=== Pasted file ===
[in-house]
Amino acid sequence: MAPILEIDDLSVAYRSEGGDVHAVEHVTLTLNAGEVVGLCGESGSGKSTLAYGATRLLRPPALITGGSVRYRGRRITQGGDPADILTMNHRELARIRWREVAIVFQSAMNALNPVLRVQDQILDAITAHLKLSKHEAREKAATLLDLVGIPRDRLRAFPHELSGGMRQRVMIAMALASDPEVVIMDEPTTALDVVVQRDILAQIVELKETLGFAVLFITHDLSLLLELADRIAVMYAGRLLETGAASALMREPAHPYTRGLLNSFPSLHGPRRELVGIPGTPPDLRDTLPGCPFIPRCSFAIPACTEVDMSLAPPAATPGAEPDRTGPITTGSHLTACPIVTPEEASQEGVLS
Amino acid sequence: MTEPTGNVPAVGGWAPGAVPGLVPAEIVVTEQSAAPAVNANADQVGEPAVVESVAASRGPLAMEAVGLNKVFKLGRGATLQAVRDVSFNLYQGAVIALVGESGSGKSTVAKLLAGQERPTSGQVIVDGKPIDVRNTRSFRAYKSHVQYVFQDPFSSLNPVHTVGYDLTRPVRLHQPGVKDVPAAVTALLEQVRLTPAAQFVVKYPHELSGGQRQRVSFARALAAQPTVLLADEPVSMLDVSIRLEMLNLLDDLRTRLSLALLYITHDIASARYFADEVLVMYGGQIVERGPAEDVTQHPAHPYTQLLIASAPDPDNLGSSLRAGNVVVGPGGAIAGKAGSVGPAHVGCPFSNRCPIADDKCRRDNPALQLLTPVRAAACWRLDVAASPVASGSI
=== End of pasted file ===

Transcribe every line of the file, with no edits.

[in-house]
Amino acid sequence: MAPILEIDDLSVAYRSEGGDVHAVEHVTLTLNAGEVVGLCGESGSGKSTLAYGATRLLRPPALITGGSVRYRGRRITQGGDPADILTMNHRELARIRWREVAIVFQSAMNALNPVLRVQDQILDAITAHLKLSKHEAREKAATLLDLVGIPRDRLRAFPHELSGGMRQRVMIAMALASDPEVVIMDEPTTALDVVVQRDILAQIVELKETLGFAVLFITHDLSLLLELADRIAVMYAGRLLETGAASALMREPAHPYTRGLLNSFPSLHGPRRELVGIPGTPPDLRDTLPGCPFIPRCSFAIPACTEVDMSLAPPAATPGAEPDRTGPITTGSHLTACPIVTPEEASQEGVLS
Amino acid sequence: MTEPTGNVPAVGGWAPGAVPGLVPAEIVVTEQSAAPAVNANADQVGEPAVVESVAASRGPLAMEAVGLNKVFKLGRGATLQAVRDVSFNLYQGAVIALVGESGSGKSTVAKLLAGQERPTSGQVIVDGKPIDVRNTRSFRAYKSHVQYVFQDPFSSLNPVHTVGYDLTRPVRLHQPGVKDVPAAVTALLEQVRLTPAAQFVVKYPHELSGGQRQRVSFARALAAQPTVLLADEPVSMLDVSIRLEMLNLLDDLRTRLSLALLYITHDIASARYFADEVLVMYGGQIVERGPAEDVTQHPAHPYTQLLIASAPDPDNLGSSLRAGNVVVGPGGAIAGKAGSVGPAHVGCPFSNRCPIADDKCRRDNPALQLLTPVRAAACWRLDVAASPVASGSI